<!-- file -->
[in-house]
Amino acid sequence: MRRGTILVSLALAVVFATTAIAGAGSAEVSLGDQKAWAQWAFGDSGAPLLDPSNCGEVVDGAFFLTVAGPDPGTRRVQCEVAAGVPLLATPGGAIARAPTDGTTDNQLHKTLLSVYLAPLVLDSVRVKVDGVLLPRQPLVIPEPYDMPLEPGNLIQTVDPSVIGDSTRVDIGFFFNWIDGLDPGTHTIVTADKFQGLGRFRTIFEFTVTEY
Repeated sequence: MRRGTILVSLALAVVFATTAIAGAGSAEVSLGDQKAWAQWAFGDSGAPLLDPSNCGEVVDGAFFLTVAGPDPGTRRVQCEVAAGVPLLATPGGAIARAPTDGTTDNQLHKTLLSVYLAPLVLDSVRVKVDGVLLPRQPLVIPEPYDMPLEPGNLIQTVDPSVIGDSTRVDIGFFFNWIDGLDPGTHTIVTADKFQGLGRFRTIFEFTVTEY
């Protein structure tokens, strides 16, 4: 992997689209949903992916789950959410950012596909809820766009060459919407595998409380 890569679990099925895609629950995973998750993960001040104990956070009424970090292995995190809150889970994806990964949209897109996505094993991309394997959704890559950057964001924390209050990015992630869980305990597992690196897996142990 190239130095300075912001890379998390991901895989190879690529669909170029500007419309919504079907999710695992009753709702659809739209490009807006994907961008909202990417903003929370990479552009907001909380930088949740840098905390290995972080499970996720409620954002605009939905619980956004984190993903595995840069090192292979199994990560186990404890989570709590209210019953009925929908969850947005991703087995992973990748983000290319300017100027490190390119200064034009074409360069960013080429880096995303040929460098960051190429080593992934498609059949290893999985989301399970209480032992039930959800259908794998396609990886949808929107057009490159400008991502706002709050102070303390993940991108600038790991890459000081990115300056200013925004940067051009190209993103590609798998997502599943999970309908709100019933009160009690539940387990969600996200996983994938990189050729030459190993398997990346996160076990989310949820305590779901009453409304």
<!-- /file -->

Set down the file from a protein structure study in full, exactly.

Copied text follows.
[in-house]
Amino acid sequence: MRRGTILVSLALAVVFATTAIAGAGSAEVSLGDQKAWAQWAFGDSGAPLLDPSNCGEVVDGAFFLTVAGPDPGTRRVQCEVAAGVPLLATPGGAIARAPTDGTTDNQLHKTLLSVYLAPLVLDSVRVKVDGVLLPRQPLVIPEPYDMPLEPGNLIQTVDPSVIGDSTRVDIGFFFNWIDGLDPGTHTIVTADKFQGLGRFRTIFEFTVTEY
Repeated sequence: MRRGTILVSLALAVVFATTAIAGAGSAEVSLGDQKAWAQWAFGDSGAPLLDPSNCGEVVDGAFFLTVAGPDPGTRRVQCEVAAGVPLLATPGGAIARAPTDGTTDNQLHKTLLSVYLAPLVLDSVRVKVDGVLLPRQPLVIPEPYDMPLEPGNLIQTVDPSVIGDSTRVDIGFFFNWIDGLDPGTHTIVTADKFQGLGRFRTIFEFTVTEY
């Protein structure tokens, strides 16, 4: 992997689209949903992916789950959410950012596909809820766009060459919407595998409380 890569679990099925895609629950995973998750993960001040104990956070009424970090292995995190809150889970994806990964949209897109996505094993991309394997959704890559950057964001924390209050990015992630869980305990597992690196897996142990 190239130095300075912001890379998390991901895989190879690529669909170029500007419309919504079907999710695992009753709702659809739209490009807006994907961008909202990417903003929370990479552009907001909380930088949740840098905390290995972080499970996720409620954002605009939905619980956004984190993903595995840069090192292979199994990560186990404890989570709590209210019953009925929908969850947005991703087995992973990748983000290319300017100027490190390119200064034009074409360069960013080429880096995303040929460098960051190429080593992934498609059949290893999985989301399970209480032992039930959800259908794998396609990886949808929107057009490159400008991502706002709050102070303390993940991108600038790991890459000081990115300056200013925004940067051009190209993103590609798998997502599943999970309908709100019933009160009690539940387990969600996200996983994938990189050729030459190993398997990346996160076990989310949820305590779901009453409304």